Blinded By The Light Dept.

By Serdar Yegulalp on 2015-01-25 15:00:00 No comments

The Problem with Anthony Doerr's All the Light We Cannot See | The New Republic

A novel is not a historical document, but it does become one, regardless of its author’s preference. Our entertainments reflect their times: how we choose to remember historical events, and how we prefer to remember them. Especially when the worst of times, World War II, becomes material for the lightest of entertainments.

Emphasis mine, in big part because of how it echoes something I've been reiterating in various venues: all entertainment is art whether or not we want it to be, so we owe it to ourselves to make better art.

A lot of folks in the business of making art-of-a-kind don't see themselves as artists, but craftsmen or entertainers. The former is not nearly as odious a view as the latter, although that isn't to say I think entertainers are contemptible people; I just think it's a terrible idea to shortchange yourself pre-emptively, and by that token to shortchange others. Everything you have to say, even in jest, becomes a part of someone else's worldview, even if only a tiny part of it, so you need to watch yourself.

I haven't read the book in question, so a lot of what I say in this realm is limited. But from what I've seen in other books that made the same kinds of mistakes, It's hard not to take on a subject as broadly grim as WWII or the Holocaust and not run the risk of becoming pompous (the review's own adjective) and self-important. A project like that risks becoming less about its subject matter, and more about having the author wanting to invest himself with seriousness and self-importance: Look, I wrote a book about the Darkest Chapter In Our History, aren't I noble?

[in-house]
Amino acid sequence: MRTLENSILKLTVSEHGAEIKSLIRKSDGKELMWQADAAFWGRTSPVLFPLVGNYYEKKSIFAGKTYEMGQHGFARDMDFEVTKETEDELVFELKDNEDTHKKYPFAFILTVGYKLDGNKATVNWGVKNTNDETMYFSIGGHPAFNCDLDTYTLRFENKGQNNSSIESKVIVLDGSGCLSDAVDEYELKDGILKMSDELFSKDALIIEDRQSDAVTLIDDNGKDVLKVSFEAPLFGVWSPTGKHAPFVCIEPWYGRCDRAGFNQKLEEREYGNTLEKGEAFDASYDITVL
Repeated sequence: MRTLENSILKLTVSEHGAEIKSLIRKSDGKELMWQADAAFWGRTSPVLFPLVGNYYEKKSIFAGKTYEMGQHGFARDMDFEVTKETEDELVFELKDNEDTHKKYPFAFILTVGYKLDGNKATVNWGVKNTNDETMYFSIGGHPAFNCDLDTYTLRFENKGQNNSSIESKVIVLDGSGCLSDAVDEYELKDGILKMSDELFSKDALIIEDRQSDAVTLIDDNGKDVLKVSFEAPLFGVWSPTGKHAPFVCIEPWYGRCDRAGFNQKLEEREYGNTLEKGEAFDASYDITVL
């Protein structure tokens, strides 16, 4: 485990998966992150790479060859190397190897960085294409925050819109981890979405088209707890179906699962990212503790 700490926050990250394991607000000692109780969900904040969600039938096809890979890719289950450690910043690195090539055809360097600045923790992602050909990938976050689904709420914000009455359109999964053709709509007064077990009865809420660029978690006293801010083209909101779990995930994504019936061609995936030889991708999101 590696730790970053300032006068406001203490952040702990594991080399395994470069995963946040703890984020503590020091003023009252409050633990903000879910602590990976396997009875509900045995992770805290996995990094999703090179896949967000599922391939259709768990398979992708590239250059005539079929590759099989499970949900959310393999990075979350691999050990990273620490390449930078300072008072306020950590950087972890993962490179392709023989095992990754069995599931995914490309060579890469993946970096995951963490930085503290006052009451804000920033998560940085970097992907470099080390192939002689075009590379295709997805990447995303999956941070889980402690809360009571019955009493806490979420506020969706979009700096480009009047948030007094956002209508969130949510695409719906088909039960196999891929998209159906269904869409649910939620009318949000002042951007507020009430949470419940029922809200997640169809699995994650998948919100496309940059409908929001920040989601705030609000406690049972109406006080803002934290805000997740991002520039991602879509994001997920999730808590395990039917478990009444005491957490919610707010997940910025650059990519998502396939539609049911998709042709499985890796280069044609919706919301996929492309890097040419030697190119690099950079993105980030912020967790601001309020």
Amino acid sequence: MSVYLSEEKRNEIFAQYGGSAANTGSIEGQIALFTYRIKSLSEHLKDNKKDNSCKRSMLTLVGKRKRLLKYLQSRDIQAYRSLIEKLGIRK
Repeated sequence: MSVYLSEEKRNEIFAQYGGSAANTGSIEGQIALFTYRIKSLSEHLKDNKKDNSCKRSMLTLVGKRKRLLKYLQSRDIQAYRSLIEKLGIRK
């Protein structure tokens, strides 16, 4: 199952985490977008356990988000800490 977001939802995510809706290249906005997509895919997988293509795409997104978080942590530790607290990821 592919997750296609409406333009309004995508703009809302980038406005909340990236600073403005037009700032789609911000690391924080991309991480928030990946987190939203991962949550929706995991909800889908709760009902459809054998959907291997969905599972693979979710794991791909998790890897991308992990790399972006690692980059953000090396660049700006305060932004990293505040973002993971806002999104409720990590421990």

This is also not the only book of critical note in recent years to take what amounts to a stance of malign equivalence on WWII — that the Allies were just as bad as the Nazis "in their own way", or something along those lines, an attitude that serves no discernible intellectual purpose except to give all the wrong kinds of ammunition to all the wrong kinds of people. But more on that another time.

Anyway, the big reason I brought this up was to comment on how the distinction between high art and low isn't always a function of the creator's intentions. Just because we want art with every fiber of our being doesn't mean we get it. If, as someone else put it, your thirst is for the Pulitzer but you only put out potboilers, you need to realize this and figure out what to do about it. Some would say the best answer is to write honest potboilers, but even an "honest" potboiler has to be a kind of art, too.

No matter where you go, there the art is. You might as well do as good a job of it as you can.

Tags: literature writers writing